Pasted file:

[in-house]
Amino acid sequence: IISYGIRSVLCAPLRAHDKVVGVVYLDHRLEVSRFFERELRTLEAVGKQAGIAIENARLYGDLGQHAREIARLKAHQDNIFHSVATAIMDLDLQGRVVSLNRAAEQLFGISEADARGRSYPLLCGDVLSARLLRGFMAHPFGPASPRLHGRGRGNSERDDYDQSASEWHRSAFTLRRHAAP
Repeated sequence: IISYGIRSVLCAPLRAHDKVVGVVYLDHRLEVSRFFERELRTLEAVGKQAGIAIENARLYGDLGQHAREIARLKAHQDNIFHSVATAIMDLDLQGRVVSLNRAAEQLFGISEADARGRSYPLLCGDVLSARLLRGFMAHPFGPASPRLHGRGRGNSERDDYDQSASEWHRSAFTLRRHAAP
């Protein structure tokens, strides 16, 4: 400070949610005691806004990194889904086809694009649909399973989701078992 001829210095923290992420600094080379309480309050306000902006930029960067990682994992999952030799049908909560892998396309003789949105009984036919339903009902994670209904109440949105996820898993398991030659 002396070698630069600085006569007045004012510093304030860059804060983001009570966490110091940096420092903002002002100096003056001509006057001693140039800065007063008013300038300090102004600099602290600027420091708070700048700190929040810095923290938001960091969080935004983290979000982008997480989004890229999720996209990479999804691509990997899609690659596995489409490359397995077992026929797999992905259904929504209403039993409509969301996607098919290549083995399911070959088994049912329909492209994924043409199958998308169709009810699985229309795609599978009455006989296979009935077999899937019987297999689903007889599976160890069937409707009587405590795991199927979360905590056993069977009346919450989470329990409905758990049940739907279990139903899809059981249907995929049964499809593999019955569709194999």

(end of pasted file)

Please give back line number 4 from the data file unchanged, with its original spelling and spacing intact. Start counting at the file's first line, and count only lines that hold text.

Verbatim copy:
């Protein structure tokens, strides 16, 4: 400070949610005691806004990194889904086809694009649909399973989701078992 001829210095923290992420600094080379309480309050306000902006930029960067990682994992999952030799049908909560892998396309003789949105009984036919339903009902994670209904109440949105996820898993398991030659 002396070698630069600085006569007045004012510093304030860059804060983001009570966490110091940096420092903002002002100096003056001509006057001693140039800065007063008013300038300090102004600099602290600027420091708070700048700190929040810095923290938001960091969080935004983290979000982008997480989004890229999720996209990479999804691509990997899609690659596995489409490359397995077992026929797999992905259904929504209403039993409509969301996607098919290549083995399911070959088994049912329909492209994924043409199958998308169709009810699985229309795609599978009455006989296979009935077999899937019987297999689903007889599976160890069937409707009587405590795991199927979360905590056993069977009346919450989470329990409905758990049940739907279990139903899809059981249907995929049964499809593999019955569709194999």